…whoever he may be. They are anxious to emphasize that their movement is based on ideology, not on a charismatic personality. From AP, with thanks to all who sent this in:
BAGHDAD, Iraq – Sympathizers of Abu Musab al-Zarqawi rushed Friday to swear allegiance to his successor on Islamic militant Web sites, but it was still unclear who that would be.
Several militant Web forums were flooded with messages of well-wishers pledging to “hear and obey” the man they claimed was the new “emir,” or leader, of al-Qaida in Iraq: Abu Abdul-Rahman al-Iraqi.
Al-Iraqi has appeared in past statements from al-Zarqawi’s group as the “deputy emir.” His name was on a statement issued Thursday by the group confirming al-Zarqawi’s death in a U.S. airstrike and vowing to continue on his path of jihad, or holy war.
But there was confusion over whether he was still alive. The U.S. military said the Wednesday evening airstrike that killed al-Zarqawi also killed his “spiritual adviser,” a man U.S. military spokesman Maj. Gen. William Caldwell identified as “Abdul-Rahman” or “Sheik Abdul-Rahman.”
It was not known if “Abdul-Rahman” and “Abu Abdul-Rahman al-Iraqi” were the same person….
Meanwhile, the U.S. military has put forward another name. Caldwell identified the “most logical” al-Zarqawi successor as “Abu al-Masri.”
Caldwell could likely be referring to Abu Ayyub al-Masri, who was identified in a February 2005 announcement by U.S. Central Command as a close associate of al-Zarqawi. Central Command put a $50,000 reward on al-Masri’s head.
Caldwell said al-Masri was believed to have come to Iraq in 2002 after training in Afghanistan. His mission, Caldwell said, was to create an al-Qaida cell in Baghdad. Al-Masri was believed to be an expert at constructing roadside bombs, the leading cause of U.S. military casualties in Iraq.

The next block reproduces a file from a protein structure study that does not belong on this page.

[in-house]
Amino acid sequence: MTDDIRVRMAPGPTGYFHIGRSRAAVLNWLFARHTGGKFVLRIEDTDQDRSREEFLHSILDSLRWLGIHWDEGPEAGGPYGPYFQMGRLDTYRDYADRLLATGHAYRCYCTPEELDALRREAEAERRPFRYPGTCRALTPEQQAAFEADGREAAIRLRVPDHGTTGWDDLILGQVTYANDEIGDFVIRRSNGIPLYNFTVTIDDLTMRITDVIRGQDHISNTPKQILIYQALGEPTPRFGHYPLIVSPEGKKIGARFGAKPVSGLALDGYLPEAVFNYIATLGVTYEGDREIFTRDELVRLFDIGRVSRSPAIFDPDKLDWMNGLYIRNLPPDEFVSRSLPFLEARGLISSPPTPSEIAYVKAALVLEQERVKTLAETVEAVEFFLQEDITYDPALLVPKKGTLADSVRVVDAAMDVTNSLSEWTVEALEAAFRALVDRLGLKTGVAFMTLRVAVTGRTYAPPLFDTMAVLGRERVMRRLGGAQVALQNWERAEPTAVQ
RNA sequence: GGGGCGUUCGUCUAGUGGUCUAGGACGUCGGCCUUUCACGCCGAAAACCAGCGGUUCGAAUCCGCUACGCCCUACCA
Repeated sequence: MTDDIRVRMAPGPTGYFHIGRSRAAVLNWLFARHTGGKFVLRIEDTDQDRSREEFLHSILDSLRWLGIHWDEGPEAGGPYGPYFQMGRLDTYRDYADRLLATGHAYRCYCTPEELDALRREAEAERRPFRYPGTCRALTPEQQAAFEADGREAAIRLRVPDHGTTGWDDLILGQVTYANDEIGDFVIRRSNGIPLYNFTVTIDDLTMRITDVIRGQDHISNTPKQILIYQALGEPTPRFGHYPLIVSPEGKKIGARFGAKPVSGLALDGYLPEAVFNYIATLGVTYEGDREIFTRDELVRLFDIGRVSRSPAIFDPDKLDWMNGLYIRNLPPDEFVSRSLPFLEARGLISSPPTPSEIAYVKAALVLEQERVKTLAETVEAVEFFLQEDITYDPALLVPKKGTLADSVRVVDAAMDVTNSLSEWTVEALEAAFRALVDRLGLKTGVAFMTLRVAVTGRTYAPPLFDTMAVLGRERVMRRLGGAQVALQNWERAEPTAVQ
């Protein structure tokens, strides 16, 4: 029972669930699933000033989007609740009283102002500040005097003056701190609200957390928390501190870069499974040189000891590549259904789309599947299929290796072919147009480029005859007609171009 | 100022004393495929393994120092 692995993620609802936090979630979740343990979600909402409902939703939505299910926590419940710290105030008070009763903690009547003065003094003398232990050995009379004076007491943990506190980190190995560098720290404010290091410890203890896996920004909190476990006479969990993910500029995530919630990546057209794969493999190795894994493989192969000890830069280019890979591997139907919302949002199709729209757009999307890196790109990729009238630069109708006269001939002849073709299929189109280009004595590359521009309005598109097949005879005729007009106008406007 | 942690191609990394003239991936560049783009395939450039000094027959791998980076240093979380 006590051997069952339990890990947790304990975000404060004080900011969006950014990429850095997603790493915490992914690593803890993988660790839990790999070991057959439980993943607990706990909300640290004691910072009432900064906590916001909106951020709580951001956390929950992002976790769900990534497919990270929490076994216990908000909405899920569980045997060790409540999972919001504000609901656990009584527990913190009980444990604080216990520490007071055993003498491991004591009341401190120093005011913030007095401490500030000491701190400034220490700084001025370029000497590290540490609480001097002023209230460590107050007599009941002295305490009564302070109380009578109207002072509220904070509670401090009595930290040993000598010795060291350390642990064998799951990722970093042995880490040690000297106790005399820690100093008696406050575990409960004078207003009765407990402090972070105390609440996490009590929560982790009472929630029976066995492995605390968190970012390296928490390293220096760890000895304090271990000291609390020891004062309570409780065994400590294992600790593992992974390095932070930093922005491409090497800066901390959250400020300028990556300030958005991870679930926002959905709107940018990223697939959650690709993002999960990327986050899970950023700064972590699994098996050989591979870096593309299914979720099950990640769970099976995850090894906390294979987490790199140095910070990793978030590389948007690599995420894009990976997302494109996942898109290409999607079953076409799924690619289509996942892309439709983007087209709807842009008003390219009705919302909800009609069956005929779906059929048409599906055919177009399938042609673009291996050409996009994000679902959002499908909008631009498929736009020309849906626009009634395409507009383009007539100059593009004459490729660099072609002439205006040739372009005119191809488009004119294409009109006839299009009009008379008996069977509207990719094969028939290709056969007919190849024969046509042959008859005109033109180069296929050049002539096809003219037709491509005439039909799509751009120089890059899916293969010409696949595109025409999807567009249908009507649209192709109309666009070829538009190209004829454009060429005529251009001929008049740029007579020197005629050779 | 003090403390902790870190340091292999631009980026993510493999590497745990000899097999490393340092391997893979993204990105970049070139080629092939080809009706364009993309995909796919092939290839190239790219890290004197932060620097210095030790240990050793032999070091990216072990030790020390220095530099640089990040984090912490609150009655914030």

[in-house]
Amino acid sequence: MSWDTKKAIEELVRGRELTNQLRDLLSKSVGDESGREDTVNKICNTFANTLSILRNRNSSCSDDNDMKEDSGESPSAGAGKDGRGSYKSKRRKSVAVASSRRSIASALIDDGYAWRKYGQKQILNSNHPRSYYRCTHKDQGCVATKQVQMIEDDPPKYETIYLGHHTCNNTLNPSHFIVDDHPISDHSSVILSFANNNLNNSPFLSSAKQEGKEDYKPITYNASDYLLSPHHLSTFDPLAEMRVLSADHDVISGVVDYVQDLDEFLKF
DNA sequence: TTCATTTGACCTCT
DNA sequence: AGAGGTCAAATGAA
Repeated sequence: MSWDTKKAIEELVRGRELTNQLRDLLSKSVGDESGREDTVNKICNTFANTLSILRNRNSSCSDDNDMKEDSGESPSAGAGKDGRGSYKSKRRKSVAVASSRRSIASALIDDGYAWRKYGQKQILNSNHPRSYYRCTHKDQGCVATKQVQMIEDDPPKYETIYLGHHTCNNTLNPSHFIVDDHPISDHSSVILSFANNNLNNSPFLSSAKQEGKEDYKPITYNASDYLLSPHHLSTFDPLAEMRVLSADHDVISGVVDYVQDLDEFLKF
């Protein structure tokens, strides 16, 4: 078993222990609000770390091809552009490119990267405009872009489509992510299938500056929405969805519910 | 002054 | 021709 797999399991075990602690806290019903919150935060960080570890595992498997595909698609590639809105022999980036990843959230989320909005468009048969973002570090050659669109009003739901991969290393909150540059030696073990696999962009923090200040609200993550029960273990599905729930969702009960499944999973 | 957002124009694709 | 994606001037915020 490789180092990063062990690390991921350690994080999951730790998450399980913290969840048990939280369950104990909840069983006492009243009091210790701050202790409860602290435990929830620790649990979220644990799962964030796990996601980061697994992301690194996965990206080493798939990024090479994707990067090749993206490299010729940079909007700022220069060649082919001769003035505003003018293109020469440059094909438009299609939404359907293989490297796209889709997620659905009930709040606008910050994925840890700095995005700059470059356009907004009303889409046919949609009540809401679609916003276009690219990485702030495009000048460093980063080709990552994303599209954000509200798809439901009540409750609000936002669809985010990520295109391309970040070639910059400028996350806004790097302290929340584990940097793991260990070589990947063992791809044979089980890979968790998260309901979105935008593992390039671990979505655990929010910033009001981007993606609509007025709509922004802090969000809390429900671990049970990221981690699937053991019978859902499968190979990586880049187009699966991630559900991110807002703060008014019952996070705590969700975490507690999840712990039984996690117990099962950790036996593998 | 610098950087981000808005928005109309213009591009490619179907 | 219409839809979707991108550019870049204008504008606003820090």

American military officials did not immediately respond to requests for clarification on Abdul-Rahman and al-Masri.
Al-Qaida in Iraq has not put out a statement naming a successor to al-Zarqawi. The group issues “official” messages on militant Web forums that are clearly marked as coming from the organization. Though confirming any statements put out on the Internet is difficult, there are consistent markers “” such as repeated names “” that suggest they are authentic.
In the message put out Thursday, al-Iraqi still held the title “deputy emir,” suggesting the group had not confirmed he was the new leader.
But sympathizers who often write on the Web forums appeared convinced he was.
“After the appointment of Sheik Abu Abdul-Rahman al-Iraqi, we must all swear allegiance to him,” read one posting, signed by a participant calling himself The Syrian Lion. “May God grant us someone even better than Sheik Abu Musab.”
On several Web sites, dozens posted messages with the traditional Islamic oath of allegiance to the emir, promising to “hear and obey.”…
“The death of our leaders is life for us,” said the al-Qaida in Iraq statement Thursday. “It will only increase our persistence in continuing the holy war so that the word of God will be supreme.”